No, Parallels is visualisation software so you will get near native speeds, Boot Camp natively boots Windows so you will get the same speed as you would on a PC. With Parallels you also don't the the 3D hardware acceleration but they are working on that for a new release. Now, I've never used Parallels or Boot Camp because I own PPC Macs but I don't think you would notice that much of a difference between the two unless you are gaming, perhaps someone else can vouch for that.
I have a 15" MacBook Pro, 2.0 GHz, 2 GB RAM, 7200 RPM hard drive, Radeon X1600 graphics with 256MB of video RAM. I also have a PC laptop, 2.26 GHz Pentium M, 1 GB RAM, 7200 RPM hard drive, integrated Intel 845 video.
Through Parallels, with 1 GB of RAM assigned, my 'single-core' 2.0 GHz processor benchmarks faster in every category than my native PC. I can view HD WMV and H.264 videos at higher frame rates in Parallels than on my PC notebook running natively. And my PC has a 266 MHz faster processor.
Obviously, Boot Camp will be faster, since you get direct access to the X1600, all of your RAM, and both cores. Now I'm curious as to the purpose of this thread. Surely you knew Boot Camp was faster, and you were going to reply 'I'll stick with Boot Camp, then.', so why did you bother starting this thread?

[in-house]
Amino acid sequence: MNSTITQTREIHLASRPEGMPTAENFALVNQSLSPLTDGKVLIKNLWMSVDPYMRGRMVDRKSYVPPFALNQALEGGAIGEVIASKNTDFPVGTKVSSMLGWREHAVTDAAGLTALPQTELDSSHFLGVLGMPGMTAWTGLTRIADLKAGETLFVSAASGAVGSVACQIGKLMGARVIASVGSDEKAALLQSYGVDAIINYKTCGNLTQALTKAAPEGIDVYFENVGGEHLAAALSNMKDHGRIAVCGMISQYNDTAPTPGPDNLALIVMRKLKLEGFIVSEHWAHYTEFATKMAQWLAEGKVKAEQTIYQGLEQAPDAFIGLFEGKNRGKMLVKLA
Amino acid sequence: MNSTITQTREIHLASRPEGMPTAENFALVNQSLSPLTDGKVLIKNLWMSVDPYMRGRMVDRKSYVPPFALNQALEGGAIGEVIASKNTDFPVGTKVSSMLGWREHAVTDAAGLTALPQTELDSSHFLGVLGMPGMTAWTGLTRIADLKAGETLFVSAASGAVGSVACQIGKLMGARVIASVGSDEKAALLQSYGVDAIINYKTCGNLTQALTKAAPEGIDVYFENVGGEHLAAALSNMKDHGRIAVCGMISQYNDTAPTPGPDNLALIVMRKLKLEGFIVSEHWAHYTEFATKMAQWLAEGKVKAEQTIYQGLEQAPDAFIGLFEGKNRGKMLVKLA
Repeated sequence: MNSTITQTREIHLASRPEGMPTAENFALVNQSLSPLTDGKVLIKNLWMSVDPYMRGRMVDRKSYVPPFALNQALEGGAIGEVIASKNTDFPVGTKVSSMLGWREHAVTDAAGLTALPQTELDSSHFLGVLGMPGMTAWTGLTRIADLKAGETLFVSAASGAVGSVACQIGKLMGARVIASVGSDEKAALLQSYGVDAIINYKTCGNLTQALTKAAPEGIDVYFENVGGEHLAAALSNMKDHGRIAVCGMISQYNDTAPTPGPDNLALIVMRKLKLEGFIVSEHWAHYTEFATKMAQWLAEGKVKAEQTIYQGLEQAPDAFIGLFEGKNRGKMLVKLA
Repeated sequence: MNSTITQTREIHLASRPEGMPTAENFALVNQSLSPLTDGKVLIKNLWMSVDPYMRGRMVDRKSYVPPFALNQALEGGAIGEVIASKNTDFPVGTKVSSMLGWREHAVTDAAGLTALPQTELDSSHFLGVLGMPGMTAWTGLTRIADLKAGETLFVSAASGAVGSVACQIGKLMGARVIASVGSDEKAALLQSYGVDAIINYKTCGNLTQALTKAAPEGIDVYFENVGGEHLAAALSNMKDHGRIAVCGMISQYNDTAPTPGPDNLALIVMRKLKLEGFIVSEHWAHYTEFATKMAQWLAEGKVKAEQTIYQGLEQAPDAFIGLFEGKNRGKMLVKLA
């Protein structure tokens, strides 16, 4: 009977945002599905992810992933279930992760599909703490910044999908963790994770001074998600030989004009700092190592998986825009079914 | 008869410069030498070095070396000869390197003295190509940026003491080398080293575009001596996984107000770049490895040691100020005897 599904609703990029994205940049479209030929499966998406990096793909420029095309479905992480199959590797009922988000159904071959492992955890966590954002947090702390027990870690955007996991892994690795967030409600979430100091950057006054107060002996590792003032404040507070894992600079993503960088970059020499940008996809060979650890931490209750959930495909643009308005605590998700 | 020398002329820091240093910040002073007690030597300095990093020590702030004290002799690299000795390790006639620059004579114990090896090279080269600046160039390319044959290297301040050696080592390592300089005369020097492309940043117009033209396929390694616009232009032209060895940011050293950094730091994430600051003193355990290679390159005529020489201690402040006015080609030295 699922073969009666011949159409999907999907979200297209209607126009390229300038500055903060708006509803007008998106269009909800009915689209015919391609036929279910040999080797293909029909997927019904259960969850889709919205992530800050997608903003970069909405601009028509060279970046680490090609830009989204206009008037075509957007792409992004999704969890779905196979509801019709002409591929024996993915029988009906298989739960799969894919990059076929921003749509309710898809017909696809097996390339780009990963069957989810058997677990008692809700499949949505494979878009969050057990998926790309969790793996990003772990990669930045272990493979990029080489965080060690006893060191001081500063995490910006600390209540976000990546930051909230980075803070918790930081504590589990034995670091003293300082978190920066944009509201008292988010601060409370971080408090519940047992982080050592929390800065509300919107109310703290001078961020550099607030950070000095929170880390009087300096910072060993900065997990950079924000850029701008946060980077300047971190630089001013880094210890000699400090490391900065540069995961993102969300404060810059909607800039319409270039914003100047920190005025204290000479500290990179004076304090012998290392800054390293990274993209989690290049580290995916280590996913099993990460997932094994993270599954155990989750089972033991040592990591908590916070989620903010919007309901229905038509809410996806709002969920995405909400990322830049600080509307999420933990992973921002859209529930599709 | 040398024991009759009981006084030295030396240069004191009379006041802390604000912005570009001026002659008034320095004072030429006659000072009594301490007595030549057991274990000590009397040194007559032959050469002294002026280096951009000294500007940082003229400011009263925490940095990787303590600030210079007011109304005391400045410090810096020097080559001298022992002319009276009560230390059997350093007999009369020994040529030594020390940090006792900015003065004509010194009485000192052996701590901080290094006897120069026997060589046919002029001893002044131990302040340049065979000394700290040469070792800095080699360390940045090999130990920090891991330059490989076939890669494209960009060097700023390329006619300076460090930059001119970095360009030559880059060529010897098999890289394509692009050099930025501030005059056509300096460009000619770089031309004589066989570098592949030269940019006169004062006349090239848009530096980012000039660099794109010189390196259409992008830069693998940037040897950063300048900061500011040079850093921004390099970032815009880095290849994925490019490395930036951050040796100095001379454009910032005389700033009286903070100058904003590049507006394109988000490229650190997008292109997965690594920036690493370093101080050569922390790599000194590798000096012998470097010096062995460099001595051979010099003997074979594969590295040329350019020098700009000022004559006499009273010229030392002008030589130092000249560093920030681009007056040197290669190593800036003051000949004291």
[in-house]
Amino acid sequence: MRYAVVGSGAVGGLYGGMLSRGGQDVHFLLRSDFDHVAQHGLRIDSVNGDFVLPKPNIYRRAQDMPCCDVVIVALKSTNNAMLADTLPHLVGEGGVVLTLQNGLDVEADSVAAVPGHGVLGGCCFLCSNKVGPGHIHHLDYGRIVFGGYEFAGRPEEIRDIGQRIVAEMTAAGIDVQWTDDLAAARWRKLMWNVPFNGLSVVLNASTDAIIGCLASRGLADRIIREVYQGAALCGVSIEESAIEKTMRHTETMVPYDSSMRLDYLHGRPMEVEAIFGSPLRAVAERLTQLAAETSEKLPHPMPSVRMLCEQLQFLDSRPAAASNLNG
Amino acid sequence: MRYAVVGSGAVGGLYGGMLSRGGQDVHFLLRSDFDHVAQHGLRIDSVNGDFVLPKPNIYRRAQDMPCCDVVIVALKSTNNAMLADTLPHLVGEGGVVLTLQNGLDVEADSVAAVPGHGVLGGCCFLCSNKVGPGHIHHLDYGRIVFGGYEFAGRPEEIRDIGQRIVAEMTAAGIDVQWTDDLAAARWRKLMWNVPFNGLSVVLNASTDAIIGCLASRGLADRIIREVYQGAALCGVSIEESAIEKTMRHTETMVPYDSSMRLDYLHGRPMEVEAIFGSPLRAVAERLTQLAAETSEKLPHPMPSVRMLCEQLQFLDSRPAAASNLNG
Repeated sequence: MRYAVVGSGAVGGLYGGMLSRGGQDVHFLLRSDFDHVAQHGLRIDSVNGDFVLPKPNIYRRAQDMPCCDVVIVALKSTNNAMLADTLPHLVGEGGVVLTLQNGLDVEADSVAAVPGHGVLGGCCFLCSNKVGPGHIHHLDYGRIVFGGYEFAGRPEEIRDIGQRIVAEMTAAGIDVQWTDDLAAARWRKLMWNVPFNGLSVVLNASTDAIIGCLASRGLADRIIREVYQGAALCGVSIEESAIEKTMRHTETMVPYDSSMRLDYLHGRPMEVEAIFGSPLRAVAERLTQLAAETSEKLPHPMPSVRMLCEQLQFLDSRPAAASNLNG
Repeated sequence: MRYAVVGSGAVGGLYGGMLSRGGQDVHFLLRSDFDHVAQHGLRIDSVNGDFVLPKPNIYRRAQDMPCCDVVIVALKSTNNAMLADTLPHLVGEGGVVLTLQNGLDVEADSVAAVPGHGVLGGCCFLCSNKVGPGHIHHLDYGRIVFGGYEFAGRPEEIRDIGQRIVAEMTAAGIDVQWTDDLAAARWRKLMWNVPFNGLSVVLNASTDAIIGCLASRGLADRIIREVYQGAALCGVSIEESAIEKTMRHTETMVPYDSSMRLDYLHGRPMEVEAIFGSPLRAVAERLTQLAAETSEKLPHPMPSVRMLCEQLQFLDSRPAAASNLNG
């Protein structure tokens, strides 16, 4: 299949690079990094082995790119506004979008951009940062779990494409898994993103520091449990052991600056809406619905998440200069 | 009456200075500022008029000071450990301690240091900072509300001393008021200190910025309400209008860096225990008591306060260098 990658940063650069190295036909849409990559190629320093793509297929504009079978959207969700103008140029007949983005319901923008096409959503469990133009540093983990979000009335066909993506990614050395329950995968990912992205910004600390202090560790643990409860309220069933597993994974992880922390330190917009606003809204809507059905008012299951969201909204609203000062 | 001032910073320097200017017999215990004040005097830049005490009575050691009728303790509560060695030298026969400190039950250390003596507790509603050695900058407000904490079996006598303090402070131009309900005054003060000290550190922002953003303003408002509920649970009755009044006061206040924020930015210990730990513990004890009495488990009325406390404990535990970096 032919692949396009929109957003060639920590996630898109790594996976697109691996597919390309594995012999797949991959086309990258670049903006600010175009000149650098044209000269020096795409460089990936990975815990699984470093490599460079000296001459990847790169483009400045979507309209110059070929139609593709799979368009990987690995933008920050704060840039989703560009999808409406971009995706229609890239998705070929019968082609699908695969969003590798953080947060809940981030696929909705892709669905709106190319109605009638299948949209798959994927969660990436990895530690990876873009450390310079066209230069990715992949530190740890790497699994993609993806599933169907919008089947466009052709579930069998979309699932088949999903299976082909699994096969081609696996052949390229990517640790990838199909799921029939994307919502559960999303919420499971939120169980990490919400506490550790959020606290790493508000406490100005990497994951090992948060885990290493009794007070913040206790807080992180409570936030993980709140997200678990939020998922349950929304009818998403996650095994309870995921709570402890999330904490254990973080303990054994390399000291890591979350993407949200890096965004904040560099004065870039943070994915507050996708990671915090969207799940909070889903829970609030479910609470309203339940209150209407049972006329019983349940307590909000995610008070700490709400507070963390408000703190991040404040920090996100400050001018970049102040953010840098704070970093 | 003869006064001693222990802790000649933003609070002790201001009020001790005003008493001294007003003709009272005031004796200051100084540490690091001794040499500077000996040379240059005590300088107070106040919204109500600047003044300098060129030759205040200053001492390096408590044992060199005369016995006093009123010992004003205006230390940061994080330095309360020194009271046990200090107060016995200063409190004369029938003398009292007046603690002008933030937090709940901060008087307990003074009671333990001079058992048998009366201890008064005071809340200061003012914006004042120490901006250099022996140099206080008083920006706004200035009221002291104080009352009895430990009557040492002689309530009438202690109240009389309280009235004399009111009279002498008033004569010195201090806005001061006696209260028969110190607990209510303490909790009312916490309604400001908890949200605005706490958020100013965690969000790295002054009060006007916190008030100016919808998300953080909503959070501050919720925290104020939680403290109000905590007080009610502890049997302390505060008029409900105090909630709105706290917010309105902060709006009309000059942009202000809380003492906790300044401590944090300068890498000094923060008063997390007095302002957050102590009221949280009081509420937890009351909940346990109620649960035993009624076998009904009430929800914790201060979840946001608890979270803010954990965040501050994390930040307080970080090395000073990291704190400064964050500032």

Boot Camp and Parallels really have two completely separate target markets. Boot Camp is for people who want to run Windows, and only Windows, on their Mac. Parallels is for people who want to access Windows occasionally, without rebooting.
I have both on mine. Some tasks (like Windows gaming,) I run Boot Camp. But not often. For most 'I need to boot Windows real quick to test something' purposes, I use Parallels.